Timing is difficult to master. The steps to the end goal are often not well designed.
Even with experienced trainers, when the dog is not responding as expected, more training is done.
As more and more training is done …
Dogs become more and more confused, and try hard to make the choice that gets them the thing they want.
The dogs keep trying things to find the magic combination, getting increasingly more frantic. Or they shut down, check out, stop trying.
If you honestly look around, you can see so many examples of positive training (operant conditioning) not working well in real life circumstances. It is simply not meeting our needs, or the needs of our dogs.
It’s a world better than punitive training, certainly, but it’s not the end. It’s a stepping stone towards a better way.
So, then what does the future hold for us and our dogs?
- We don’t want to physically correct or coerce our dogs.
- We don’t want to bribe our dogs with treats and toys.
- It doesn’t seem right to treat our dogs like they are ‘just’ conditioned response machines.
What we do want is …
- A dog that loves to be with us, and is respectful and fun to hang out with.
- A dog that loves to listen, and does listen even when you don’t have a cookie or toy.
- A dog that loves to work train, compete with us…to be our team mate, our partner.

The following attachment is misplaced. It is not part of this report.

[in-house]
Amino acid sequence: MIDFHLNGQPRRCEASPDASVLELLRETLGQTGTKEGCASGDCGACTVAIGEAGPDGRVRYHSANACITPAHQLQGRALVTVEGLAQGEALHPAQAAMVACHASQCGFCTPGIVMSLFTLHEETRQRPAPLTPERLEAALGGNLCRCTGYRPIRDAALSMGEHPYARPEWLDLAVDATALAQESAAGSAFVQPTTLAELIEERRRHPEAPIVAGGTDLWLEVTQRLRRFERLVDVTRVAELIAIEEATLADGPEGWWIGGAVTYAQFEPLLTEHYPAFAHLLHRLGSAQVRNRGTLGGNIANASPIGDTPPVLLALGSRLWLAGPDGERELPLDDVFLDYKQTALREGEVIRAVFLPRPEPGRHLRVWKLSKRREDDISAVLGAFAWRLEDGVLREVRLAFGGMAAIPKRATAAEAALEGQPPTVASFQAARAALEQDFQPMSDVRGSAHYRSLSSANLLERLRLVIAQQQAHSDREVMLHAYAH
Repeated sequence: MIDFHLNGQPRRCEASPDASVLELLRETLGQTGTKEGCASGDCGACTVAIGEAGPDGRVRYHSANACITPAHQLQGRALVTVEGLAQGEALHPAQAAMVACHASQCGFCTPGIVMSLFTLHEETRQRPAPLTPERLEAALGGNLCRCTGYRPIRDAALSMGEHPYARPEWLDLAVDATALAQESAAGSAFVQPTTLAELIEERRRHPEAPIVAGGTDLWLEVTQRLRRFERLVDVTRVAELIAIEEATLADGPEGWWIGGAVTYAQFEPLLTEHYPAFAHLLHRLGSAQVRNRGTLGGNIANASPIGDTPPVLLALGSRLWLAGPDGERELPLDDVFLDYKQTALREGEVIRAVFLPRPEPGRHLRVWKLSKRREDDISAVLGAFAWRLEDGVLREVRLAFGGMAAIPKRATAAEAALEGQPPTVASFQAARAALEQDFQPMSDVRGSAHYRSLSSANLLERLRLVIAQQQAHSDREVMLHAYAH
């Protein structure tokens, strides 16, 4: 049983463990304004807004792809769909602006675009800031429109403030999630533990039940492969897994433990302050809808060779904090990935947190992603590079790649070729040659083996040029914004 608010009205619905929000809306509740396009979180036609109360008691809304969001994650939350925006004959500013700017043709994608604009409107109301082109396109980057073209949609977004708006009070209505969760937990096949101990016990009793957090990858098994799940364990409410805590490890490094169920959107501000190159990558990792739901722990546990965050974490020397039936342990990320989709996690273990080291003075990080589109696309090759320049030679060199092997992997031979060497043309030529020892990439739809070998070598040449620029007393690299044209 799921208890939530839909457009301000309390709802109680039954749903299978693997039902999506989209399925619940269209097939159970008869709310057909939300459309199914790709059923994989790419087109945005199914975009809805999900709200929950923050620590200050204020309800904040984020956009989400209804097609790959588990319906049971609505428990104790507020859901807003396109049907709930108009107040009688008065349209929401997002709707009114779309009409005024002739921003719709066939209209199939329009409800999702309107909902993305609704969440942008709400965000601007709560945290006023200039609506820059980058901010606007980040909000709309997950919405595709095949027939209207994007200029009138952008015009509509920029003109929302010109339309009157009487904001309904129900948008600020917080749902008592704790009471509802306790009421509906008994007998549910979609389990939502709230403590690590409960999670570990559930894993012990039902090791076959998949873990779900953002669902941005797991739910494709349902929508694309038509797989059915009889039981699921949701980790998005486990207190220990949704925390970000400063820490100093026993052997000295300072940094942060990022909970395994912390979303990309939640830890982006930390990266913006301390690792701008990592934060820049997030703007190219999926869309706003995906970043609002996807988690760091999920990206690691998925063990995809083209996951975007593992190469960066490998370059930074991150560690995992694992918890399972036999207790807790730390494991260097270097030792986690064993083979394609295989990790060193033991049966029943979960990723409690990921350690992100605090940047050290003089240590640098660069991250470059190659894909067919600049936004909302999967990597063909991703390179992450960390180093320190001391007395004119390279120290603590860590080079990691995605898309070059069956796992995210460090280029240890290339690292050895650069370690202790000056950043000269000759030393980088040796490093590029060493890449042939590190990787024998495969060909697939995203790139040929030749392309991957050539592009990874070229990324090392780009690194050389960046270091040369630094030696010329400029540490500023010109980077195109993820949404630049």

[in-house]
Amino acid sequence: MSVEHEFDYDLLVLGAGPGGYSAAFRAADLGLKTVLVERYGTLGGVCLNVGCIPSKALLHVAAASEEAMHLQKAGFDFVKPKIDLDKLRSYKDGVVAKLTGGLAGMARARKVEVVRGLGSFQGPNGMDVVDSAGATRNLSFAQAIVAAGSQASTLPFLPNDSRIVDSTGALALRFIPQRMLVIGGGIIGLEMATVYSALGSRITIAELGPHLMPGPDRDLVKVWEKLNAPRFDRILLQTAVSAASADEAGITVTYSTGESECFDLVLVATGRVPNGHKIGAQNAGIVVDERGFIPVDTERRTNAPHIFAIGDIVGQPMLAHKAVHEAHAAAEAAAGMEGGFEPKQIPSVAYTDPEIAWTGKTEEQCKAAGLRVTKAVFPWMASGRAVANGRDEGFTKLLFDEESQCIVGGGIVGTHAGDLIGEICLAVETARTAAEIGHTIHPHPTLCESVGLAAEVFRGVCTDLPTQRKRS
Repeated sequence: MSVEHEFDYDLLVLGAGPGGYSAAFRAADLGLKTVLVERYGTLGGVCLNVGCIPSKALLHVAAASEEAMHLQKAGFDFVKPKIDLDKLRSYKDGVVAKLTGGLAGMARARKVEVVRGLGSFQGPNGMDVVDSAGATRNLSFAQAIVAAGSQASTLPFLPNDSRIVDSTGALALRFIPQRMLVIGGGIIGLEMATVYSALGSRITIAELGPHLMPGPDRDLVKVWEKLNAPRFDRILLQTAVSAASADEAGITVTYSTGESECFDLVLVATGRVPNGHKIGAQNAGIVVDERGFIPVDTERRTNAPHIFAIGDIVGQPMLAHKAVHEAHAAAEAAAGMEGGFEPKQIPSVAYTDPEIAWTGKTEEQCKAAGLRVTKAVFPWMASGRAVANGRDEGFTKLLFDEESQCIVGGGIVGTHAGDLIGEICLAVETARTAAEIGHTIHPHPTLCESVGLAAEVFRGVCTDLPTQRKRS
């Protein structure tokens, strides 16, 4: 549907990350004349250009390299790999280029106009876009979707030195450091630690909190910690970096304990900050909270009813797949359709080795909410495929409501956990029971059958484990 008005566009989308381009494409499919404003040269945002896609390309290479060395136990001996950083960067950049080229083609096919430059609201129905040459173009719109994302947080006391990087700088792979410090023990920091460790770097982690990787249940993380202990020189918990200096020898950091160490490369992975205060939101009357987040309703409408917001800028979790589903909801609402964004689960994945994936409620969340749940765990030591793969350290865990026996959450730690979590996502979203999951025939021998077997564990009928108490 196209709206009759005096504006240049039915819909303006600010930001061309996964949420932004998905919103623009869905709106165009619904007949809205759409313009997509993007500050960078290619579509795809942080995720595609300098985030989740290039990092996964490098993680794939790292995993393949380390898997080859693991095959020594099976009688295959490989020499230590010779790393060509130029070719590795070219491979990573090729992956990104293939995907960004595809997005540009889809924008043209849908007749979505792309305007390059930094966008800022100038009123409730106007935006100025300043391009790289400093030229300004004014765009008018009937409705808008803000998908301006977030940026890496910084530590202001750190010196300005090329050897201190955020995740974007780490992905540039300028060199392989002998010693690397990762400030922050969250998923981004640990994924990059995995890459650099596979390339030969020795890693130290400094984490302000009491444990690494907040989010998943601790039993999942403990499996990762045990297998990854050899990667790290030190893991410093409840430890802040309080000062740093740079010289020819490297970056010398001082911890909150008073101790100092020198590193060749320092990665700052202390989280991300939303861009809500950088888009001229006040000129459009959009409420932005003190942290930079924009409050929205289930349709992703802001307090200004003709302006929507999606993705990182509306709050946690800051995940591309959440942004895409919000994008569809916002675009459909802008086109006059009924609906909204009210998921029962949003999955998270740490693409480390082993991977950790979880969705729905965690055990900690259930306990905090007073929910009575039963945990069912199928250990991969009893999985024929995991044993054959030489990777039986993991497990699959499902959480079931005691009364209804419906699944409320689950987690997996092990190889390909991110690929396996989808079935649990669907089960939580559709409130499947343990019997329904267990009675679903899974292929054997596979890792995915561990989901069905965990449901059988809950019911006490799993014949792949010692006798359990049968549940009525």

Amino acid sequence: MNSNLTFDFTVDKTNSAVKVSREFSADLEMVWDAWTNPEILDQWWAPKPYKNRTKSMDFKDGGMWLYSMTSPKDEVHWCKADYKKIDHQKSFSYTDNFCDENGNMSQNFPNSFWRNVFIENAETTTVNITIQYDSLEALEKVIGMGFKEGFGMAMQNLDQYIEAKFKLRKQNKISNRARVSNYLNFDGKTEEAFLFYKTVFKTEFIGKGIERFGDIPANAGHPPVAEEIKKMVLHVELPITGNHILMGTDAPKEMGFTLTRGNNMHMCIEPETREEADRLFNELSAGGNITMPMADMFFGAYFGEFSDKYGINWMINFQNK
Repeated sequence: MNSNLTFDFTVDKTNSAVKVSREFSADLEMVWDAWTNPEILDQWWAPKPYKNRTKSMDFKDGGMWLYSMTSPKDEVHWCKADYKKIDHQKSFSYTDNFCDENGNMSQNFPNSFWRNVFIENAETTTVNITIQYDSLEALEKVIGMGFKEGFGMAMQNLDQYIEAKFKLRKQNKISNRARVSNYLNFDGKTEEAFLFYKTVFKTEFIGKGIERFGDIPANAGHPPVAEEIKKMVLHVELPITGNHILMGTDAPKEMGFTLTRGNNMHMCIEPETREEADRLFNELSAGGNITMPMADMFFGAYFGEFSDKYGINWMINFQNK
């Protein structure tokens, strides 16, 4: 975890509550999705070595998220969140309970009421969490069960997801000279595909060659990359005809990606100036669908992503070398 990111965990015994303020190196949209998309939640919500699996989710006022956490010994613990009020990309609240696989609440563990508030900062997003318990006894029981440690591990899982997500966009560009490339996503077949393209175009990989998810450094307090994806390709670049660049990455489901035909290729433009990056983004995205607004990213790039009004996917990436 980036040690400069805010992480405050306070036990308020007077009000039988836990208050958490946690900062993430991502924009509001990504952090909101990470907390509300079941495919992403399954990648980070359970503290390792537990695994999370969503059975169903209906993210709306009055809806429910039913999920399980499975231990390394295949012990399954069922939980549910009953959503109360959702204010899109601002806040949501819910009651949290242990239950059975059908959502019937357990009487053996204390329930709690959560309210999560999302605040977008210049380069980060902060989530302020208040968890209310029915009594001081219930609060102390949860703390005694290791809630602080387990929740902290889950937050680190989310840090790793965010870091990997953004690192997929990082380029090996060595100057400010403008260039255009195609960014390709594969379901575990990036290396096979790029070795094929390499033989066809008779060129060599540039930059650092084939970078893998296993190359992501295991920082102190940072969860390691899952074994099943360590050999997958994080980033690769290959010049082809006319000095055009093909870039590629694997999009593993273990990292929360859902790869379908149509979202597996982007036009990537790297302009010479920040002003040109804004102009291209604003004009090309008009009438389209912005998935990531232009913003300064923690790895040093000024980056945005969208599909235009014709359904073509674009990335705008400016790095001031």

The way to get there is not through training, but through a partnership that recognizes that dogs are smart, emotional, and by design, want to connect with us in a real way.
In human research, behavioral science has been moved to the side by cognitive science.
And, modern science is leading the way to the next generation of dog training.
Through neuroscience, we now know that emotions are responsible for regulating every action we take.
Cognitive science recognizes the specialized intelligence of each species and research with dogs shows that dogs have a particular genius when it comes to understanding humans and have a natural motivation to cooperate with us.
So, we’ve gone from believing that dogs have no feelings or emotions …
… to the intelligence and emotions of dogs are not relevant …
… to dogs are emotionally driven and have a unique intelligence that makes partnership with humans a natural way of life.
Dogs, like humans, are socially intelligent … and we can and should use that intelligence to form cooperative partnerships as a lifestyle with our dogs.
OK, here’s my bottom line with training and this big myth: